Rajendra Das1, Koresh Prasad Dash2, Rasananda Mangual3, Tapas Kumar Rout4, Rama Narayan Sahu5
Acute pancreatitis is a common condition involving the pancreas. The estimated incidence is about 3% of cases presenting with pain abdomen in the UK. The hospital admission rate for acute pancreatitis is 9.8/100,000 per year in UK and annual incidence may range from 5-50/100,000 worldwide. Gall stone disease and alcohol account for greater than 80% of all patients with acute pancreatitis, with biliary disease accounting for 45% and alcohol found in 35% of patients.
Given the wide spectrum of disease seen, the care of patients with pancreatitis must be highly individualised. Patients with mild acute pancreatitis generally can be managed with resuscitation and supportive care. Aetiological factors are sought and treated, if possible, but operative therapy essentially has no role in the care of these patients. Those with severe and necrotising pancreatitis require intensive therapy, which may include wide operative debridement of the infected pancreas or surgical management of local complications of the disease.
AIM OF THE STUDY
1. To study the age and sex prevalence of acute pancreatitis.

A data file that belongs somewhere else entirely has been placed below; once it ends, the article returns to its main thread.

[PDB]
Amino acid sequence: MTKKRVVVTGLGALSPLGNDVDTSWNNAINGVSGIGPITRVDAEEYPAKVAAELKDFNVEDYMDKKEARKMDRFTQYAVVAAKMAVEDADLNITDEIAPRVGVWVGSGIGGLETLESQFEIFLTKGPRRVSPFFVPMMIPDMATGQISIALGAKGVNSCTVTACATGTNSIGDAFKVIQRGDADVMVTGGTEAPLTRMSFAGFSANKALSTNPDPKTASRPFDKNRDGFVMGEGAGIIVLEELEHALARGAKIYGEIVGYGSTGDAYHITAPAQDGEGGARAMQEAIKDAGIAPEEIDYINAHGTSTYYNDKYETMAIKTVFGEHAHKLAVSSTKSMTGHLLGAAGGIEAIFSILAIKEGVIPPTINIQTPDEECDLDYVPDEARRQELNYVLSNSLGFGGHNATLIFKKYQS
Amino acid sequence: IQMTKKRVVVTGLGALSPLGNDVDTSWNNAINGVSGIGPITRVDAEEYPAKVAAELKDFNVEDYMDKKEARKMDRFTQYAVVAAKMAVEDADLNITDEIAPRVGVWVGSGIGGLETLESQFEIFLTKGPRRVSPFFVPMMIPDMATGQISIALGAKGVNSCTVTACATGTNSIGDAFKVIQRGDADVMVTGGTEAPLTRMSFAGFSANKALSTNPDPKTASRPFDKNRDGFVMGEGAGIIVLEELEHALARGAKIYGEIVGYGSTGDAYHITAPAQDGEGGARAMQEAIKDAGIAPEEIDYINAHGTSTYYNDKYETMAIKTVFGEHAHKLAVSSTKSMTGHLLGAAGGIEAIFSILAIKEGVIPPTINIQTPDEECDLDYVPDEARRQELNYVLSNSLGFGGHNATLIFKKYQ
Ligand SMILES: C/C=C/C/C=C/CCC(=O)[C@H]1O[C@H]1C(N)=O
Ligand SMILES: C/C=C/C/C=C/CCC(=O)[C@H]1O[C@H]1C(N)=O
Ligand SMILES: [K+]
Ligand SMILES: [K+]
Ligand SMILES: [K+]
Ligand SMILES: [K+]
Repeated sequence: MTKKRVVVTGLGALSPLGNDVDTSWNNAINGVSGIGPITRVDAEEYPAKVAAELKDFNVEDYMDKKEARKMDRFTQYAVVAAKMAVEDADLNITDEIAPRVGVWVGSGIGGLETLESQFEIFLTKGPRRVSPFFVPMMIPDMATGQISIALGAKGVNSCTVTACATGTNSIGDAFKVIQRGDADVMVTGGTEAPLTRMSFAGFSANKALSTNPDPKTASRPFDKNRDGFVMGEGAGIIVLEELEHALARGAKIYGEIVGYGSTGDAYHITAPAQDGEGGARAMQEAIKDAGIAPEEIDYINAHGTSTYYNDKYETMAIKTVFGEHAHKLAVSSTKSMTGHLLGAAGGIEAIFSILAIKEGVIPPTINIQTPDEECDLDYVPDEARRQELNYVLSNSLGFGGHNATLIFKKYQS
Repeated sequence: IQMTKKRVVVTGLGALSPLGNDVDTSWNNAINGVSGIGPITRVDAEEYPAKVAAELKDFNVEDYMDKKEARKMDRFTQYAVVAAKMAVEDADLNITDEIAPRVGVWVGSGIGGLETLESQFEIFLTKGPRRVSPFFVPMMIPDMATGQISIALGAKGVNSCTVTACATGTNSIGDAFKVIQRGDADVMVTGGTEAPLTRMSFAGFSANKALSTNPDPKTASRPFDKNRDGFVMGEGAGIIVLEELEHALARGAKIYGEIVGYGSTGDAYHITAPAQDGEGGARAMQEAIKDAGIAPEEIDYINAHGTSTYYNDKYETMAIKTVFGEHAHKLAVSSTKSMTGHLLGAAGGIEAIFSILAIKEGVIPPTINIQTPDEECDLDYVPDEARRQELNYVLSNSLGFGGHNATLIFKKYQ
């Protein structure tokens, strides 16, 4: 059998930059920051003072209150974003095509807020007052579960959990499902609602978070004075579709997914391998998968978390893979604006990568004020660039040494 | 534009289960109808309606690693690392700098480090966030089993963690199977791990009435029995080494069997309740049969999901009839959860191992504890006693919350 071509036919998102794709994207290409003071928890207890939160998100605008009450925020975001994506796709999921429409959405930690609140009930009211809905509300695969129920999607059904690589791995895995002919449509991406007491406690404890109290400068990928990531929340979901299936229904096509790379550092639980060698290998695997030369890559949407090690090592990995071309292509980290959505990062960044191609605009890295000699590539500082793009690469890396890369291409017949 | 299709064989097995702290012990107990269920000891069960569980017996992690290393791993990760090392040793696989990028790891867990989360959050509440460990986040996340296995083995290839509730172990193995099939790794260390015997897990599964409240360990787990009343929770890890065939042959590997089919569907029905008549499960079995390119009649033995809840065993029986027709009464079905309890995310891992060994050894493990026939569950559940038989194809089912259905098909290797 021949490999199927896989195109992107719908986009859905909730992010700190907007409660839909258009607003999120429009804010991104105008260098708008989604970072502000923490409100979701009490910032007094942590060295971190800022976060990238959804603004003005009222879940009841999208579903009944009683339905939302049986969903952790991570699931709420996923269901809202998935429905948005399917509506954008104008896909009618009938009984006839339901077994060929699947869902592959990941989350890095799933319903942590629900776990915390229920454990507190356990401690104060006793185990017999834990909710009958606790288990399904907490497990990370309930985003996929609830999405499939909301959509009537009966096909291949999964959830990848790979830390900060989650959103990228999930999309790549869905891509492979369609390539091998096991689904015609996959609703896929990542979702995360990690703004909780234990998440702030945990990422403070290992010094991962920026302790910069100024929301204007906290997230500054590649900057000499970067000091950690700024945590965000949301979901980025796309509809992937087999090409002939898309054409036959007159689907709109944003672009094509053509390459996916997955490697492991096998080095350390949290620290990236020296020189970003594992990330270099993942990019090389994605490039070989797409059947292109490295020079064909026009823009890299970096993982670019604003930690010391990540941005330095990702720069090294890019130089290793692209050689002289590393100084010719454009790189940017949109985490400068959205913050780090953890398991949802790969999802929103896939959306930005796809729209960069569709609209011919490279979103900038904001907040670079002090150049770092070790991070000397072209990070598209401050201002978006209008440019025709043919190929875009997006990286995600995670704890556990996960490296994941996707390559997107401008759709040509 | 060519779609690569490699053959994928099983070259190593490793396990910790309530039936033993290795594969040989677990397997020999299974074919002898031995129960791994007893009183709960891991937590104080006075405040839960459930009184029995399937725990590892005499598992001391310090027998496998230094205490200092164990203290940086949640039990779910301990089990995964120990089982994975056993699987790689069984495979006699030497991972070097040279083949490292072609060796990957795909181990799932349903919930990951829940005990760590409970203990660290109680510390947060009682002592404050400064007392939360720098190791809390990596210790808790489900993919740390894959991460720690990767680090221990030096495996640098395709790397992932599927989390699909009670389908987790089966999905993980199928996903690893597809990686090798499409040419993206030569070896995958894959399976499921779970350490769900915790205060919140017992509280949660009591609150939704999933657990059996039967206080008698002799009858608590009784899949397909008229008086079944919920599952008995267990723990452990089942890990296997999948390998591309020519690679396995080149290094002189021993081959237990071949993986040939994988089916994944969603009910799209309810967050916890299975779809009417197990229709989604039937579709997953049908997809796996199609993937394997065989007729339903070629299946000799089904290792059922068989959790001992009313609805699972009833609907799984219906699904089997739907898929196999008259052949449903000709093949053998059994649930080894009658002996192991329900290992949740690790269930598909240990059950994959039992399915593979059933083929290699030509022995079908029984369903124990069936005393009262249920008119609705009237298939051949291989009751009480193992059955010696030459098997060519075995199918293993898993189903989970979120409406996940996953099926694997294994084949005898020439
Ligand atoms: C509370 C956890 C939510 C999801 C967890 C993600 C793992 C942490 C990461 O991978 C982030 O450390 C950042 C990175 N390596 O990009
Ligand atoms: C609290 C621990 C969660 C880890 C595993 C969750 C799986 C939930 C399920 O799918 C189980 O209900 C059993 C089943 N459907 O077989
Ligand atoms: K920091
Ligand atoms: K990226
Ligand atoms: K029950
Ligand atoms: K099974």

2. To study the various aetiological factors of acute pancreatitis.
3. To study the clinical presentation and management of acute pancreatitis.
MATERIALS AND METHODS
Patients admitted to the Department of General Surgery at M.K.C.G Medical College and Hospital, Berhampur were taken up for the study. Totally, 49 patients with 53 episodes of acute pancreatitis were studied from September 2013 to August 2015.
RESULTS AND CONCLUSIONS
Acute pancreatitis is a common cause of acute abdomen in patients presenting to the surgical emergency department. Alcohol being the most common cause of acute pancreatitis in this part of the country, it has a male preponderance and most commonly presents in the 4th decade of life. It is mainly a clinical diagnosis supplanted with biochemical and radiological findings. The management is mainly conservative, with surgery reserved for patients with biliary pancreatitis and those developing complications secondary to acute disease. In those developing necrosis, there is a trend toward delaying necrosectomy. Recent results support the use of minimally invasive procedures for the various complications associated with acute pancreatitis.